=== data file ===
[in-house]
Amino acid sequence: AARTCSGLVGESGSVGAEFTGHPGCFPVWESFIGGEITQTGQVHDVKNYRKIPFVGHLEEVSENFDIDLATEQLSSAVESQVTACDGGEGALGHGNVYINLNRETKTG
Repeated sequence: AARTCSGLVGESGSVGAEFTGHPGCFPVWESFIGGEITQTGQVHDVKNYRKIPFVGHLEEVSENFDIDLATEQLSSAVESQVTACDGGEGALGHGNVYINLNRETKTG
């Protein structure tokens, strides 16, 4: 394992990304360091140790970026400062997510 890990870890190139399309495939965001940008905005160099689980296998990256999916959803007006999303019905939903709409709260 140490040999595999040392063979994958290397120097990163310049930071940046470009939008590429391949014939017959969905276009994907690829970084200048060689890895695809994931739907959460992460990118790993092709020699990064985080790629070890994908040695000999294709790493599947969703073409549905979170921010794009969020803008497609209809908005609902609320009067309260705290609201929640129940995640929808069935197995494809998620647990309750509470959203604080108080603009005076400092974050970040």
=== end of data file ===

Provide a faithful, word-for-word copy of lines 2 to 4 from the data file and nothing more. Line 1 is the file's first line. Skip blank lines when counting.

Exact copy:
Amino acid sequence: AARTCSGLVGESGSVGAEFTGHPGCFPVWESFIGGEITQTGQVHDVKNYRKIPFVGHLEEVSENFDIDLATEQLSSAVESQVTACDGGEGALGHGNVYINLNRETKTG
Repeated sequence: AARTCSGLVGESGSVGAEFTGHPGCFPVWESFIGGEITQTGQVHDVKNYRKIPFVGHLEEVSENFDIDLATEQLSSAVESQVTACDGGEGALGHGNVYINLNRETKTG
């Protein structure tokens, strides 16, 4: 394992990304360091140790970026400062997510 890990870890190139399309495939965001940008905005160099689980296998990256999916959803007006999303019905939903709409709260 140490040999595999040392063979994958290397120097990163310049930071940046470009939008590429391949014939017959969905276009994907690829970084200048060689890895695809994931739907959460992460990118790993092709020699990064985080790629070890994908040695000999294709790493599947969703073409549905979170921010794009969020803008497609209809908005609902609320009067309260705290609201929640129940995640929808069935197995494809998620647990309750509470959203604080108080603009005076400092974050970040």